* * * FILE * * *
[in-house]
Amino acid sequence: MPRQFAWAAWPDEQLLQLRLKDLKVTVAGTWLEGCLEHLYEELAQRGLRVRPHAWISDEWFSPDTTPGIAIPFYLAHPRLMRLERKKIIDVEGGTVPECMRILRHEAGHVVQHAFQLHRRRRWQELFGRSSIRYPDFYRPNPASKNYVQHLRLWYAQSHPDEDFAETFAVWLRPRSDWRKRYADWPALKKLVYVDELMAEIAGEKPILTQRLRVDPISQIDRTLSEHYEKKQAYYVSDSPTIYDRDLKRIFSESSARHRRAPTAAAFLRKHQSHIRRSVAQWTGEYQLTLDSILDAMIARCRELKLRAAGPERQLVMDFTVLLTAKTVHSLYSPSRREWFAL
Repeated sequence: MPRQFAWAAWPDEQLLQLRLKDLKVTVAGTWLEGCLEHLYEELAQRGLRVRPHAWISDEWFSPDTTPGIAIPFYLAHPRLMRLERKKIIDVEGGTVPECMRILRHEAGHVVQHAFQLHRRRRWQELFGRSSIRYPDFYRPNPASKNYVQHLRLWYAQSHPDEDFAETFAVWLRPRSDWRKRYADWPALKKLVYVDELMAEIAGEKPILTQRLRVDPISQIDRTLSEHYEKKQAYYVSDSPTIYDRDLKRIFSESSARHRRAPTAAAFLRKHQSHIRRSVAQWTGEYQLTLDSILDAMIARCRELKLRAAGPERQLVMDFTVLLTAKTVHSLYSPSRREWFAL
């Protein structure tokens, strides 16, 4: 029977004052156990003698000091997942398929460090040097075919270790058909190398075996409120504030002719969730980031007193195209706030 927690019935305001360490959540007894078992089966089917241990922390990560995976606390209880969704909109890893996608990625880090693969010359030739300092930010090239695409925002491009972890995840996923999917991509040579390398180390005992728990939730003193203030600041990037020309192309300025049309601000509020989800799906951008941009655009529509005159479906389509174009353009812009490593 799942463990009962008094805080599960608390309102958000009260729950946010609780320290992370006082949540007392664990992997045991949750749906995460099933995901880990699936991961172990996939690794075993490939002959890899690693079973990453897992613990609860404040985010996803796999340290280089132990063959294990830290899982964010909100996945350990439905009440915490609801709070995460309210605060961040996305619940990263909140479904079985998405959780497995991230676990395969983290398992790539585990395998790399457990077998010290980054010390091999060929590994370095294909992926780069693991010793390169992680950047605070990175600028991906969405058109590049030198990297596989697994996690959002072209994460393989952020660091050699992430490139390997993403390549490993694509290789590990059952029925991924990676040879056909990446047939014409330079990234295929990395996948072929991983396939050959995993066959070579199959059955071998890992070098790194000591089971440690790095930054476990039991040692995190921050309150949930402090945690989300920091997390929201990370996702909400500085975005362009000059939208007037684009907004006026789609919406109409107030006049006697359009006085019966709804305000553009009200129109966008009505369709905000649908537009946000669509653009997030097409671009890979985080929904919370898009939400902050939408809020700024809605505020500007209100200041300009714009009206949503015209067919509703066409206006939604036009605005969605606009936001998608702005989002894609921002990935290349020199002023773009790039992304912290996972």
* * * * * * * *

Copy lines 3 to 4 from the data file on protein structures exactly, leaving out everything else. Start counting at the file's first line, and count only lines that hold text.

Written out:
Repeated sequence: MPRQFAWAAWPDEQLLQLRLKDLKVTVAGTWLEGCLEHLYEELAQRGLRVRPHAWISDEWFSPDTTPGIAIPFYLAHPRLMRLERKKIIDVEGGTVPECMRILRHEAGHVVQHAFQLHRRRRWQELFGRSSIRYPDFYRPNPASKNYVQHLRLWYAQSHPDEDFAETFAVWLRPRSDWRKRYADWPALKKLVYVDELMAEIAGEKPILTQRLRVDPISQIDRTLSEHYEKKQAYYVSDSPTIYDRDLKRIFSESSARHRRAPTAAAFLRKHQSHIRRSVAQWTGEYQLTLDSILDAMIARCRELKLRAAGPERQLVMDFTVLLTAKTVHSLYSPSRREWFAL
């Protein structure tokens, strides 16, 4: 029977004052156990003698000091997942398929460090040097075919270790058909190398075996409120504030002719969730980031007193195209706030 927690019935305001360490959540007894078992089966089917241990922390990560995976606390209880969704909109890893996608990625880090693969010359030739300092930010090239695409925002491009972890995840996923999917991509040579390398180390005992728990939730003193203030600041990037020309192309300025049309601000509020989800799906951008941009655009529509005159479906389509174009353009812009490593 799942463990009962008094805080599960608390309102958000009260729950946010609780320290992370006082949540007392664990992997045991949750749906995460099933995901880990699936991961172990996939690794075993490939002959890899690693079973990453897992613990609860404040985010996803796999340290280089132990063959294990830290899982964010909100996945350990439905009440915490609801709070995460309210605060961040996305619940990263909140479904079985998405959780497995991230676990395969983290398992790539585990395998790399457990077998010290980054010390091999060929590994370095294909992926780069693991010793390169992680950047605070990175600028991906969405058109590049030198990297596989697994996690959002072209994460393989952020660091050699992430490139390997993403390549490993694509290789590990059952029925991924990676040879056909990446047939014409330079990234295929990395996948072929991983396939050959995993066959070579199959059955071998890992070098790194000591089971440690790095930054476990039991040692995190921050309150949930402090945690989300920091997390929201990370996702909400500085975005362009000059939208007037684009907004006026789609919406109409107030006049006697359009006085019966709804305000553009009200129109966008009505369709905000649908537009946000669509653009997030097409671009890979985080929904919370898009939400902050939408809020700024809605505020500007209100200041300009714009009206949503015209067919509703066409206006939604036009605005969605606009936001998608702005989002894609921002990935290349020199002023773009790039992304912290996972």